When you are running a business there is a near infinite list of things to do and you are never quite sure which one to do next. Get used to it.

Don’t be put off by not knowing everything before you start. No-one starting their first software company has any real idea what they are doing (especially if they think they do).


I remember talks about PerfectTablePlan in the old BoS (geez, we should really import BoS into this forum, if only for ease of access!).

That time the desktop version made a perfect sense - the kind of calculations PTP must do to chew thru the combinatorics problem requires a powerful CPU, and deploying a web application on a CPU-rich server is just a waste of money.

However, it is not so clear anymore these days. I can spin a high-CPU droplet in DigitalOcean or an instance in Amazon with a few lines of a script. And I can shut it down as soon as the computations are done and the customer is happy with the result. I think that how I would implement it today… and I wonder if I’d be wrong.

Wait a sec, how old was he when he started PTP?

Most of my competitors are now web based.

I’ve had this conversation so many times that I have a custom printed a “No I’m not doing a web app” T-shirt (with a picture of a dinosaur) that I wear to conferences. ;0)

Suffice to say:
-There are both advantages and disadvantages to a desktop app for table planning. For example you can take PerfectTablePlan to the venue on your laptop and not have to panic if the wifi or PerfectTablePlan website goes down.
-I would rather commit suicide with a cheese grater than rewrite the 150,000 lines of C++ (that took me 15 years to write) in Javascript.

I am now a dinosaur of 53. You can do the maths.


I don’t have a clue about your market, but I guess for one off users (let’s say weddings), they’d buy desktop version for full price, because they’re already buying hundreds of other items for that event and that license doesn’t change much. However if it was a Saas, they would pay for a month or two and just cancel afterwards. For software which is not used constantly, Saas is not a good business model.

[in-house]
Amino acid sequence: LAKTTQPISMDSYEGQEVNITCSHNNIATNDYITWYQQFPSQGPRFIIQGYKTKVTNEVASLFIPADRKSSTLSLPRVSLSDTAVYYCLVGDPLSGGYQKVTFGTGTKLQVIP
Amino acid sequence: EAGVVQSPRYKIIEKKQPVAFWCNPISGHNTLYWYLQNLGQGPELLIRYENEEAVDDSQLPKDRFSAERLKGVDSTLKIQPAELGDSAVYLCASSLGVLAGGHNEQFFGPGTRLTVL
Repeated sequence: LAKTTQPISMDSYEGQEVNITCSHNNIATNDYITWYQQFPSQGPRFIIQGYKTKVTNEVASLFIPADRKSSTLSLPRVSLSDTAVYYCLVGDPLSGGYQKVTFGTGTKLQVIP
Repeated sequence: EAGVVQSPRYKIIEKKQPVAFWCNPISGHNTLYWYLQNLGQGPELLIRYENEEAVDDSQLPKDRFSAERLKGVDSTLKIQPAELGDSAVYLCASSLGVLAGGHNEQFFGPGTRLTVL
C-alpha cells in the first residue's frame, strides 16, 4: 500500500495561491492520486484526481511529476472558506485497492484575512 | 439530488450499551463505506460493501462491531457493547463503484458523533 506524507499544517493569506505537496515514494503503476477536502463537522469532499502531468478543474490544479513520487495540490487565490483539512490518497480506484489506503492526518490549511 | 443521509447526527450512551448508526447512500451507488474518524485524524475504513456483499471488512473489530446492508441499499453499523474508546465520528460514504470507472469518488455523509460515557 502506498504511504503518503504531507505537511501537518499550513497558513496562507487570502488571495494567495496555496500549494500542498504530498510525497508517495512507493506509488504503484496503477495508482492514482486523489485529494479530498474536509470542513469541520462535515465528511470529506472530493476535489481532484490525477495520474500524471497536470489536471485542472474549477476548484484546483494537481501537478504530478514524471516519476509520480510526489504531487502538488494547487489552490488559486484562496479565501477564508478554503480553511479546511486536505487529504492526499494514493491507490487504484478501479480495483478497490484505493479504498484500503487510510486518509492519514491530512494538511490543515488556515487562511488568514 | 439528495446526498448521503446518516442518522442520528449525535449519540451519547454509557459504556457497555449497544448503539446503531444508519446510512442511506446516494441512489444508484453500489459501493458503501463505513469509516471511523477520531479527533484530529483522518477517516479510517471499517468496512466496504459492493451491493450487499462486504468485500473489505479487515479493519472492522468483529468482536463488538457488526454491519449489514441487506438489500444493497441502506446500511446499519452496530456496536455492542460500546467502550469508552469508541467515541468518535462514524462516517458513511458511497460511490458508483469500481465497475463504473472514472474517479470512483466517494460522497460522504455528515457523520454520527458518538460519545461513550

Just a reminder that ‘web based’ doesn’t have to mean monthly recurring SaaS - just as desktop apps don’t always have to be one off purchase.

(But yeah - one off usage is not good for recurring billing)

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You can adapt the desktop version to make it do all the work and export the API, then “web version” merely becomes a thin client for existing code base.

I guess for user-oriented, interactive product like PTP majority of code is GUI related. Having backend code behind some API doesn’t help much if you have to rewrite entire frontend in HTML/JS. For my products it happens that I make useful feature in 5min, and then spend 2 hours to support it from GUI: add some controls to make it configurable, add it to menus/toolbars, add validations, error reports, progress, keyboard shortcuts, make it cancelable, etc. Not always all these steps but you get the point. Not to count little GUI tweaks that can take days or weeks - specific ways something should look or behave.


Yes, there is a lot of GUI code.